Scan-Converting Polygons

In Simple3DTest1, you drew polygons by converting projected polygons to a GeneralPath. As you saw, this gave imperfect results because the vertices of the polygons were rounded to the nearest integer. To fix this, you'll create a custom scan converter that keeps the floating-point vertices. A scan converter converts a polygon into horizontal scans so that the polygon can be drawn as a series of horizontal lines. You'll reuse this custom scan converter later on for texture mapping. It might sound silly to keep the vertices as floating points because the screen can handle only integer coordinates anyway. Eventually, the polygon will exist on all integer boundaries, but the trick is to convert from floating point to integers at a later time. By default, drawing with GeneralPath rounds each point to the nearest integer before drawing each edge of the polygon; you'll convert to integers after drawing each edge. This way, each edge of the polygon is more drawn more accurately. Drawing the outline of a polygon is like a game of connect-the-dots: You just draw each edge, or every line from vertex to vertex. Filling a polygon with a solid color might initially seem more complicated. To make it easier, we break it down into smaller steps. Shown in Screenshot, a polygon is broken down into horizontal scans for every row of pixels. To fill the polygon, just draw a horizontal line for every scan.

Screenshot Converting a polygon to horizontal scans.

Java graphics 07fig19.gif


In Screenshot, every pixel under any part of the polygon is drawn. But what happens when two polygons are next to each other? In this scenario, polygons share edges, so some pixels will be drawn twice. It won't be clear which pixel belongs to which polygon. To fix this situation, you'll differentiate between left and right edges of each polygon. Left edges of a polygon will use the ceil() function to round up, while right edges will round down using ceil()-1. This is shown in Screenshot.

Screenshot Converting a polygon to horizontal scans using a more conservative method.

Java graphics 07fig20.gif


Using the technique demonstrated in Screenshot, two adjacent polygons won't overlap each over. Also, you'll use a custom ceil() function in the MoreMath class:

public static int ceil(float f) {
 if (f > 0) {
 return (int)f + 1;
 }
 else {
 return (int)f;
 }
}


This function converts a float to an int, whereas the Math.ceil() function takes a double as a parameter and returns a double. This way, you don't have to convert anything to or from a double. Now you'll create a simple Scan class, shown in Listing 7.7.

Listing 7.7 Scan Class
/**
 A horizontal scan line.
*/
public class Scan {
 public int left;
 public int right;
 /**
 Sets the left and right boundaries for this scan if
 the x value is outside the current boundary.
 */
 public void setBoundary(int x) {
 if (x < left) {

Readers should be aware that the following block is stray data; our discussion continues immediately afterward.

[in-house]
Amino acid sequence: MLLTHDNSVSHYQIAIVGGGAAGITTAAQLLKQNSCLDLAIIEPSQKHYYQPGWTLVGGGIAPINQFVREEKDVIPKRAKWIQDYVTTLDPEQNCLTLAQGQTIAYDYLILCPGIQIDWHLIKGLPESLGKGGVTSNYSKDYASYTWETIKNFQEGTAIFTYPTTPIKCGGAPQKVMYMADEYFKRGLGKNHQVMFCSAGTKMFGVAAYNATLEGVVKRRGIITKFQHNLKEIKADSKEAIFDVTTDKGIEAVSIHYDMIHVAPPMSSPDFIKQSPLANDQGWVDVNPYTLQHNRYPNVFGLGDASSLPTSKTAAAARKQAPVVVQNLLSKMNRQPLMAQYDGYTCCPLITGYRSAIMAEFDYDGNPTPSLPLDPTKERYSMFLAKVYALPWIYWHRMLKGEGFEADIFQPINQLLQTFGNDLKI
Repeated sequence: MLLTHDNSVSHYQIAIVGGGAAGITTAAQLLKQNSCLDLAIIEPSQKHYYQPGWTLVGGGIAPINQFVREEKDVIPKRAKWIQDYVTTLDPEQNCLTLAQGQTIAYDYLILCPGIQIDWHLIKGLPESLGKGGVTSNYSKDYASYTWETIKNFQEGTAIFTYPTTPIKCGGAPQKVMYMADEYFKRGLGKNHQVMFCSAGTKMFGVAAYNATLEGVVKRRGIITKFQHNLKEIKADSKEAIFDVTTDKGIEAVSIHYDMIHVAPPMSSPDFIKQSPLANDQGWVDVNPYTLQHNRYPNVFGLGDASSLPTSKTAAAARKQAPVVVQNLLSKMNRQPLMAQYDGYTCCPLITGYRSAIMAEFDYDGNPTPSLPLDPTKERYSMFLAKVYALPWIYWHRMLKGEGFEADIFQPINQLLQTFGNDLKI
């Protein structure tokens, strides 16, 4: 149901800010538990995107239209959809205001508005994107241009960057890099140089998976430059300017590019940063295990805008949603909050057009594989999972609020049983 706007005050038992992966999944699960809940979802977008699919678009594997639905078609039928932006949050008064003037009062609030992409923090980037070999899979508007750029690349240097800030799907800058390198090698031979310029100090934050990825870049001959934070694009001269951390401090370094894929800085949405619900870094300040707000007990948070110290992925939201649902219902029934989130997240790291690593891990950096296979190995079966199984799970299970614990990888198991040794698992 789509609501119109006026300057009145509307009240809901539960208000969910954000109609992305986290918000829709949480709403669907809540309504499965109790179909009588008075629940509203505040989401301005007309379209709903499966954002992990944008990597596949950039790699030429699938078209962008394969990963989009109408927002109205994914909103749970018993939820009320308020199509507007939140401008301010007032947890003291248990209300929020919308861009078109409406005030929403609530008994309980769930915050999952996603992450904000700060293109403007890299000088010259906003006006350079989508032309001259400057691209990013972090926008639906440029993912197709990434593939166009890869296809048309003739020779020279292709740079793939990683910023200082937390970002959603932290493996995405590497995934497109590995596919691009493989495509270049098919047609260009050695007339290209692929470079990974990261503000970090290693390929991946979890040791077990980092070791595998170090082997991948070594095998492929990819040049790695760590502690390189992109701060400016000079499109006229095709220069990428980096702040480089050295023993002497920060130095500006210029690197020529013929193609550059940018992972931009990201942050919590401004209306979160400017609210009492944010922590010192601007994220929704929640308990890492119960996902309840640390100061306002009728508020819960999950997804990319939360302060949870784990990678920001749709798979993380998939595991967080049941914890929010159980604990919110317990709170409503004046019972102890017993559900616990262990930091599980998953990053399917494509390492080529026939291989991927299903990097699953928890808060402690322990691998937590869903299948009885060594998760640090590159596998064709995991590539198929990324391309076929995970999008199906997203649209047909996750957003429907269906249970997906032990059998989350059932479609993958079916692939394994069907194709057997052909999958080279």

left = x;
 }
 if (x-1 > right) {
 right = x-1;
 }
 }
 /**
 Clears this scan line.
 */
 public void clear() {
 left = Integer.MAX_VALUE;
 right = Integer.MIN_VALUE;
 }
 /**
 Determines if this scan is valid (if left <= right).
 */
 public boolean isValid() {
 return (left <= right);
 }
 /**
 Sets this scan.
 */
 public void setTo(int left, int right) {
 this.left = left;
 this.right = right;
 }
 /**
 Checks if this scan is equal to the specified values.
 */
 public boolean equals(int left, int right) {
 return (this.left == left && this.right == right);
 }
}


The Scan class is an inner class of ScanConverter. Each scan line has its own Scan object, and the scan converter scans every edge in the polygon. Every time it scans an edge on a particular scan line, the scan converter calls the Scan object's setBoundary() method. Calling this method could change the scan's left or right boundaries. If two different edges are scanned on the same line (and the edges have different locations), the left boundary will be less than the right boundary; thus, the scan will become valid. In other words, it requires more than one edge to create a valid scan. To actually scan a polygon's edge, you'll use the equation of the line. Consider a projected edge of the polygon formed by the points (x1, y1) and (x2, y2). For every horizontal line (y), you can find the corresponding x value by using this equation:

(x–x1)/(x2–x1) = (y–y1)/(y2–y1)
x = (y–y1)(x2–x1)/(y2–y1)+x1


The ScanConverter class uses this equation. The ScanConverter class also keeps track of the ViewWindow (in case it changes size), a list of Scans for every horizontal line in the ViewWindow, and a top and bottom value for the top and bottom values of the last scanned polygon. The member variables of the ScanConverter are these:

ViewWindow view;
Scan[] scans;
int top;
int bottom;


The method used to scan a polygon in the ScanConverter class is in Listing 7.8.

Listing 7.8 Simple Polygon Scan Conversion
int minX = view.getLeftOffset();
int maxX = view.getLeftOffset() + view.getWidth() - 1;
int minY = view.getTopOffset();
int maxY = view.getTopOffset() + view.getHeight() - 1;
int numVertices = polygon.getNumVertices();
for (int i=0; i<numVertices; i++) {
 Vector3D v1 = polygon.getVertex(i);
 Vector3D v2;
 if (i == numVertices - 1) {
 v2 = polygon.getVertex(0);
 }
 else {
 v2 = polygon.getVertex(i+1);
 }
 // ensure v1.y < v2.y
 if (v1.y > v2.y) {
 Vector3D temp = v1;
 v1 = v2;
 v2 = temp;
 }
 float dy = v2.y - v1.y;
 // ignore horizontal lines
 if (dy == 0) {
 continue;
 }
 int startY = Math.max(MoreMath.ceil(v1.y), minY);
 int endY = Math.min(MoreMath.ceil(v2.y)-1, maxY);
 float dx = v2.x - v1.x;
 float gradient = dx / dy;
 // scan-convert this edge (line equation)
 for (int y=startY; y<=endY; y++) {
 int x = MoreMath.ceil(v1.x + (y - v1.y) * gradient);
 // ensure x within view bounds
 x = Math.min(maxX+1, Math.max(x, minX));
 scans[y].setBoundary(x);
 }
}


The ScanConverter class converts a projected polygon to a series of horizontal scans. It also ensures that all the scans are in the view window. Note that the ScanConverter works only with convex polygons. Concave polygons could have some inward bulges that the ScanConverter misses. Here's how to iterate through all the scans:

int y = scanConverter.getTopBoundary();
while (y <= scanConverter.getBottomBoundary()) {